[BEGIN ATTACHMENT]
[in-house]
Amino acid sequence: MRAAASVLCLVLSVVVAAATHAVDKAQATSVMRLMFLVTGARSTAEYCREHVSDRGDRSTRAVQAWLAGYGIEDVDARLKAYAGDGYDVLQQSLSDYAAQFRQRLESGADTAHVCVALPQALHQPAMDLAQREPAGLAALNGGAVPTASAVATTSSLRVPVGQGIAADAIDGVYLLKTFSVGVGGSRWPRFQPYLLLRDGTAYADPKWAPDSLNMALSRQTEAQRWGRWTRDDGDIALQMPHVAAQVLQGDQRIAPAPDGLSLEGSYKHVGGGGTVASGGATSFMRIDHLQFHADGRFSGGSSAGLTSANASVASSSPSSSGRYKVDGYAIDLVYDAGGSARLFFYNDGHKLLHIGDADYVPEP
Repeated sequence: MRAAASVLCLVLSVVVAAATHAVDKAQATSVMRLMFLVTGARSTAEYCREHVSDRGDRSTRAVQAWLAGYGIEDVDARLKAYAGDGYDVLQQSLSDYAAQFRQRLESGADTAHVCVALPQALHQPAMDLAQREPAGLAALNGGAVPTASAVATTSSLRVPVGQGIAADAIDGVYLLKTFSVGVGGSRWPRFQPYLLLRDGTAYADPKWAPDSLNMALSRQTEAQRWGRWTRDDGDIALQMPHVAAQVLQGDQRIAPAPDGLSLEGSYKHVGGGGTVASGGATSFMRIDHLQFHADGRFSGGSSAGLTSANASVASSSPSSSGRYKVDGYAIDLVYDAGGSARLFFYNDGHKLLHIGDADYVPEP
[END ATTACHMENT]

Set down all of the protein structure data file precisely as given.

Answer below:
[in-house]
Amino acid sequence: MRAAASVLCLVLSVVVAAATHAVDKAQATSVMRLMFLVTGARSTAEYCREHVSDRGDRSTRAVQAWLAGYGIEDVDARLKAYAGDGYDVLQQSLSDYAAQFRQRLESGADTAHVCVALPQALHQPAMDLAQREPAGLAALNGGAVPTASAVATTSSLRVPVGQGIAADAIDGVYLLKTFSVGVGGSRWPRFQPYLLLRDGTAYADPKWAPDSLNMALSRQTEAQRWGRWTRDDGDIALQMPHVAAQVLQGDQRIAPAPDGLSLEGSYKHVGGGGTVASGGATSFMRIDHLQFHADGRFSGGSSAGLTSANASVASSSPSSSGRYKVDGYAIDLVYDAGGSARLFFYNDGHKLLHIGDADYVPEP
Repeated sequence: MRAAASVLCLVLSVVVAAATHAVDKAQATSVMRLMFLVTGARSTAEYCREHVSDRGDRSTRAVQAWLAGYGIEDVDARLKAYAGDGYDVLQQSLSDYAAQFRQRLESGADTAHVCVALPQALHQPAMDLAQREPAGLAALNGGAVPTASAVATTSSLRVPVGQGIAADAIDGVYLLKTFSVGVGGSRWPRFQPYLLLRDGTAYADPKWAPDSLNMALSRQTEAQRWGRWTRDDGDIALQMPHVAAQVLQGDQRIAPAPDGLSLEGSYKHVGGGGTVASGGATSFMRIDHLQFHADGRFSGGSSAGLTSANASVASSSPSSSGRYKVDGYAIDLVYDAGGSARLFFYNDGHKLLHIGDADYVPEP